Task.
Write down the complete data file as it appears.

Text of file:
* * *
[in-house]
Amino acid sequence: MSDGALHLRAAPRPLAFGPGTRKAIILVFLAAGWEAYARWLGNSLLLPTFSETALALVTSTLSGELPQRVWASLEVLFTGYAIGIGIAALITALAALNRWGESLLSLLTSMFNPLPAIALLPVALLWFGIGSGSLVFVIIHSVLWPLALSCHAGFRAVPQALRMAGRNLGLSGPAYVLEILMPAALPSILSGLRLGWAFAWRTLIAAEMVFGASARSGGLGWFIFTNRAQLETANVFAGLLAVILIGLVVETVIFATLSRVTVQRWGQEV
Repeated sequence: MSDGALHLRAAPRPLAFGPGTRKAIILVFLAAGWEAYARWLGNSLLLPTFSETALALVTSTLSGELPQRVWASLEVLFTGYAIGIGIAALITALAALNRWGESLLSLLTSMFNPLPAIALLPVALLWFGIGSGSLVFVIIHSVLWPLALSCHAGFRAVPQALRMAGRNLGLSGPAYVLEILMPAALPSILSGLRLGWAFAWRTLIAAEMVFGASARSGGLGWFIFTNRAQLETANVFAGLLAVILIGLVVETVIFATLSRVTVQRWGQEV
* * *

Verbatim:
[in-house]
Amino acid sequence: MSDGALHLRAAPRPLAFGPGTRKAIILVFLAAGWEAYARWLGNSLLLPTFSETALALVTSTLSGELPQRVWASLEVLFTGYAIGIGIAALITALAALNRWGESLLSLLTSMFNPLPAIALLPVALLWFGIGSGSLVFVIIHSVLWPLALSCHAGFRAVPQALRMAGRNLGLSGPAYVLEILMPAALPSILSGLRLGWAFAWRTLIAAEMVFGASARSGGLGWFIFTNRAQLETANVFAGLLAVILIGLVVETVIFATLSRVTVQRWGQEV
Repeated sequence: MSDGALHLRAAPRPLAFGPGTRKAIILVFLAAGWEAYARWLGNSLLLPTFSETALALVTSTLSGELPQRVWASLEVLFTGYAIGIGIAALITALAALNRWGESLLSLLTSMFNPLPAIALLPVALLWFGIGSGSLVFVIIHSVLWPLALSCHAGFRAVPQALRMAGRNLGLSGPAYVLEILMPAALPSILSGLRLGWAFAWRTLIAAEMVFGASARSGGLGWFIFTNRAQLETANVFAGLLAVILIGLVVETVIFATLSRVTVQRWGQEV